Understanding access to secondary mental health services during and after the Covid-19 pandemic

Photo by Marianne Bos. Three arrows in circles pointing in different directions painted on a concrete wall

What is this project?

McPin are working with The Healthcare Improvement Studies (THIS) Institute on a study exploring people’s experiences of accessing and providing secondary mental healthcare during the Covid-19 pandemic. The study is funded by THIS Institute and led by Professor Peter Jones from the Department of Psychiatry (University of Cambridge).

Much has been written about mental health during the pandemic, but this qualitative study has a specific focus: to understand how the pandemic has affected experiences of accessing and providing secondary mental health support, and to identify principles for good practice.

The study began with a consultation with an expert panel of service users and carers to refine the project aims and approach. It was decided that interviews would be conducted with service users and carers to examine their perspectives on deciding to seek NHS mental health support, and with NHS staff to understand the ethical dilemmas and the challenges in provision of care staff faced during the Covid-19 crisis.

Read our first peer reviewed paper from this work here.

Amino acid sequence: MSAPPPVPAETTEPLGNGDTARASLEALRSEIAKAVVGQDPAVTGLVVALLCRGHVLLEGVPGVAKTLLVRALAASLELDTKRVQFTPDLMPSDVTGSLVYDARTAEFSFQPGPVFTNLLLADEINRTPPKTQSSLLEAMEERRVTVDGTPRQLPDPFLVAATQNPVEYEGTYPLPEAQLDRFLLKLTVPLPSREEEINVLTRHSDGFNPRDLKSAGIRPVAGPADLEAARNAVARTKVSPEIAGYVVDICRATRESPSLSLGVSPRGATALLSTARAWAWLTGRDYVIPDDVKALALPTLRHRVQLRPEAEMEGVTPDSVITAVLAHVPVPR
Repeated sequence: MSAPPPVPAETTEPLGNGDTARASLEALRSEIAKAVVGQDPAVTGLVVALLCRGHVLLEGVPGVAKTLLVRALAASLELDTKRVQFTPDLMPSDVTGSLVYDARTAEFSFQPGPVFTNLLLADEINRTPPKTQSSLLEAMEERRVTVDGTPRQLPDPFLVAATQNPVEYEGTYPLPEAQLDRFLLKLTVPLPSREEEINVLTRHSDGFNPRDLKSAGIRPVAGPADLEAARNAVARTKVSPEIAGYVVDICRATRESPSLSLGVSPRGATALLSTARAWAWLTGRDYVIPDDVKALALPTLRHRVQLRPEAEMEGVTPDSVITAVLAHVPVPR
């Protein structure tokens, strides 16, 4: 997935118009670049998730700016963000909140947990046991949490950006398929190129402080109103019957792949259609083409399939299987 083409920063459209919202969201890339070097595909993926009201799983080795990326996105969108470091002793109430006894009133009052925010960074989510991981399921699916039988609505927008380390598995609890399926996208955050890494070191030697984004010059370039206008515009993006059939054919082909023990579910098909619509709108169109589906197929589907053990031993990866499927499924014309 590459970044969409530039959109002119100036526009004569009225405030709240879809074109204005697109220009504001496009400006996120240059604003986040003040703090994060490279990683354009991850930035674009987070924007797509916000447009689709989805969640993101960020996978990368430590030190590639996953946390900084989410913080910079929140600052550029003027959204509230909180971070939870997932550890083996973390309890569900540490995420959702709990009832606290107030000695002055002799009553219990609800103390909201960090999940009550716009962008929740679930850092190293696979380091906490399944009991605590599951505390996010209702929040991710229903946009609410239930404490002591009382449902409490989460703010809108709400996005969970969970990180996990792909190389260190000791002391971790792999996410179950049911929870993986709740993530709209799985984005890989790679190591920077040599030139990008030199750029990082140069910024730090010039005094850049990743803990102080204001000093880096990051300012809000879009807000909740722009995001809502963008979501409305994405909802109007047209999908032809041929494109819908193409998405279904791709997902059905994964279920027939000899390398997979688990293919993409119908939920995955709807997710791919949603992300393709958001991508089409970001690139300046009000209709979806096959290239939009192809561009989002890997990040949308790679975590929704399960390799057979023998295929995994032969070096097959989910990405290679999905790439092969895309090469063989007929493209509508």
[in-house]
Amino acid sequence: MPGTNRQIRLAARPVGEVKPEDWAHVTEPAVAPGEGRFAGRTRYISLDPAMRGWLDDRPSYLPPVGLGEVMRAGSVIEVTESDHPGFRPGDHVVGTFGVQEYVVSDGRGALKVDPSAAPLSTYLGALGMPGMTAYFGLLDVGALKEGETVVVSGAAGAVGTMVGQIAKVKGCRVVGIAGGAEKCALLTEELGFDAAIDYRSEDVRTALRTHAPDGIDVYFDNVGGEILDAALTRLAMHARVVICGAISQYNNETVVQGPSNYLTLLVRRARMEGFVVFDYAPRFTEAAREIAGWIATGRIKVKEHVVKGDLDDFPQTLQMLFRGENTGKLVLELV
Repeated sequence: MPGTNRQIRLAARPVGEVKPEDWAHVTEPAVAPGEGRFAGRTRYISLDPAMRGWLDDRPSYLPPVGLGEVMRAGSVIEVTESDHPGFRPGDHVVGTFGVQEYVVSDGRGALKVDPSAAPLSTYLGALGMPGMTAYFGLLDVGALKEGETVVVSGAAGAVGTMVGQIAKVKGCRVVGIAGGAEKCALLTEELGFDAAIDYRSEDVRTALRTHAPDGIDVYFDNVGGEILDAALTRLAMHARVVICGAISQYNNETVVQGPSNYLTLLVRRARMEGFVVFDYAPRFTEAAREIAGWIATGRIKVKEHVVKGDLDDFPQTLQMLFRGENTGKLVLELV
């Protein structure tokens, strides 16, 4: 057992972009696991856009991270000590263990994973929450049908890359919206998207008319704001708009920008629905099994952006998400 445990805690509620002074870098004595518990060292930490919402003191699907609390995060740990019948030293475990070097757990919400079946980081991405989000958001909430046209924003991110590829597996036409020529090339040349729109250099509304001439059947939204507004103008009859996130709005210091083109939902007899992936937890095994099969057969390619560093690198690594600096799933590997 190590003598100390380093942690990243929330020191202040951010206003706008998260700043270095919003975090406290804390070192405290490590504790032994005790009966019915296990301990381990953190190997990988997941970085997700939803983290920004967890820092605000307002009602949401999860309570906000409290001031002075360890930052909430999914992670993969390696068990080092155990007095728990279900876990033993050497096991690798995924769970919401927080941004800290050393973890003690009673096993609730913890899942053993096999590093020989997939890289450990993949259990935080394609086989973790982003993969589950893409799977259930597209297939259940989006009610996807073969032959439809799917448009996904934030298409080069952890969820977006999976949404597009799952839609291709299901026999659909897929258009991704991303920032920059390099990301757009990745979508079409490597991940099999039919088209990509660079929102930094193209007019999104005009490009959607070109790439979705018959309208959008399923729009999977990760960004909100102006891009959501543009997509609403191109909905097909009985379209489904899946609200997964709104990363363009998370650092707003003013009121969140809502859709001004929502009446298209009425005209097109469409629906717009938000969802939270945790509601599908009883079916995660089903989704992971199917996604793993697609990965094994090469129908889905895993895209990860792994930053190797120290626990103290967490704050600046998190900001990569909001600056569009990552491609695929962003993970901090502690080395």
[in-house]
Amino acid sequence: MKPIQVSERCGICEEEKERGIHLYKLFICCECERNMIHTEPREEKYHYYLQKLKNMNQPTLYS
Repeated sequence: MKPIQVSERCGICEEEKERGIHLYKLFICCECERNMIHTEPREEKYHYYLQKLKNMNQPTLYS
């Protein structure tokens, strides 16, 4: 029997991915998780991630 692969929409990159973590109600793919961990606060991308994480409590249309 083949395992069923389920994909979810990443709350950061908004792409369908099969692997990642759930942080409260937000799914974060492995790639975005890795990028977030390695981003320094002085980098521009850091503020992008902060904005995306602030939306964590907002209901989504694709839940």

Why is this project important?

Secondary mental healthcare typically offers continued access to treatment and support. Changes following the introduction of lockdown measures meant that these services had to adapt quickly. Difficult decisions about prioritisation of care and changes to the way inpatient and community services could operate had to be balanced with multiple priorities, including individual needs and attempts to contain Covid-19 infections.  

How are McPin and people with lived experience of mental health problems involved in the project?

McPin helped to recruit both the study advisers and the study participants. Six people with lived experience of using mental health services or caring for someone with mental health difficulties are advisers on the project. By attending meetings with the researchers they helped to shape the project in the beginning, ensuring that the research questions were relevant to service users and carers, and the methods proposed were appropriate. The study has been conducted using peer research methods: all the service user interviews were conducted by a McPin researcher drawing on their own experiences of accessing mental health services. The peer researcher also worked with the THIS Institute team on the analysis and write up of the findings.

What is the current status of the project? 

Recruitment has closed for phase one of the study and all the interviews are complete. We are now at work to summarise the main findings from the interviews. The second phase of the study is currently in planning with researchers from THIS Institute and McPin, along with the advisory group.

Where can I find more information?

The report will be published on THIS Institute’s website and we will post an update here.

For further queries about service user involvement, please contact Jennie Parker by email: or by phone: 0207 922 7874.